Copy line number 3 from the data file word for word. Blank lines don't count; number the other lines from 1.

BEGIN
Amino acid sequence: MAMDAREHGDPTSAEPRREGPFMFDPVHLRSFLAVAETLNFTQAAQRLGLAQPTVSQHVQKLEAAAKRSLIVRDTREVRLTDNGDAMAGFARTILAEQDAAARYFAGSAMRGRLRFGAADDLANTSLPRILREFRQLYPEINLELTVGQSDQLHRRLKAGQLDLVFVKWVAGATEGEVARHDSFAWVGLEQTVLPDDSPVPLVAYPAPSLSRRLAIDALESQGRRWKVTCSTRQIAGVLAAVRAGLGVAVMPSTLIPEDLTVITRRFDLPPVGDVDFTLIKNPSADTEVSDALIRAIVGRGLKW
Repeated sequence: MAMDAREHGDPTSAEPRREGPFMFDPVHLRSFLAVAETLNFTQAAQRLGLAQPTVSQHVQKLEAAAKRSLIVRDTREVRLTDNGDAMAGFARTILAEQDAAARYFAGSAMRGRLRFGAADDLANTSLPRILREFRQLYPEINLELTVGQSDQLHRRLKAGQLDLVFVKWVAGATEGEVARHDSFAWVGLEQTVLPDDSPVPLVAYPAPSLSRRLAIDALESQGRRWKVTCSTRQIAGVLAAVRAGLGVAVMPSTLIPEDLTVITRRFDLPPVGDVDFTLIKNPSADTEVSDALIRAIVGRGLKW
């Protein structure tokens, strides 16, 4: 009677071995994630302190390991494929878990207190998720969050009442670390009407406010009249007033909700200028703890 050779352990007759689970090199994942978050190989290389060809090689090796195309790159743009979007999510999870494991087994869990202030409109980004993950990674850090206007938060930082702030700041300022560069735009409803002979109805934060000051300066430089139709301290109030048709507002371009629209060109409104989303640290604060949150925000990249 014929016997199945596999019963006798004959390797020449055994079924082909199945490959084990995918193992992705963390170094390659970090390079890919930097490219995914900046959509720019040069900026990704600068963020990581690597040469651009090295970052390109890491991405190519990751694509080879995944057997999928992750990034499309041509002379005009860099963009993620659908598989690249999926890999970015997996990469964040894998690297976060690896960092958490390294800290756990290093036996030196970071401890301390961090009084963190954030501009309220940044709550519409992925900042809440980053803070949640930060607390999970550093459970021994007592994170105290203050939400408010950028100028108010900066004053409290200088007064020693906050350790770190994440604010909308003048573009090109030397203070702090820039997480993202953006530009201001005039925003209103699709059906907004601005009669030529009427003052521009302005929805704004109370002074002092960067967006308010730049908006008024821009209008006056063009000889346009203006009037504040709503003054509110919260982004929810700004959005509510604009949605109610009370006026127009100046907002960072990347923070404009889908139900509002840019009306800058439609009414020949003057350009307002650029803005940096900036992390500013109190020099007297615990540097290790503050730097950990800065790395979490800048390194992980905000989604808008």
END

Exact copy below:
């Protein structure tokens, strides 16, 4: 009677071995994630302190390991494929878990207190998720969050009442670390009407406010009249007033909700200028703890 050779352990007759689970090199994942978050190989290389060809090689090796195309790159743009979007999510999870494991087994869990202030409109980004993950990674850090206007938060930082702030700041300022560069735009409803002979109805934060000051300066430089139709301290109030048709507002371009629209060109409104989303640290604060949150925000990249 014929016997199945596999019963006798004959390797020449055994079924082909199945490959084990995918193992992705963390170094390659970090390079890919930097490219995914900046959509720019040069900026990704600068963020990581690597040469651009090295970052390109890491991405190519990751694509080879995944057997999928992750990034499309041509002379005009860099963009993620659908598989690249999926890999970015997996990469964040894998690297976060690896960092958490390294800290756990290093036996030196970071401890301390961090009084963190954030501009309220940044709550519409992925900042809440980053803070949640930060607390999970550093459970021994007592994170105290203050939400408010950028100028108010900066004053409290200088007064020693906050350790770190994440604010909308003048573009090109030397203070702090820039997480993202953006530009201001005039925003209103699709059906907004601005009669030529009427003052521009302005929805704004109370002074002092960067967006308010730049908006008024821009209008006056063009000889346009203006009037504040709503003054509110919260982004929810700004959005509510604009949605109610009370006026127009100046907002960072990347923070404009889908139900509002840019009306800058439609009414020949003057350009307002650029803005940096900036992390500013109190020099007297615990540097290790503050730097950990800065790395979490800048390194992980905000989604808008």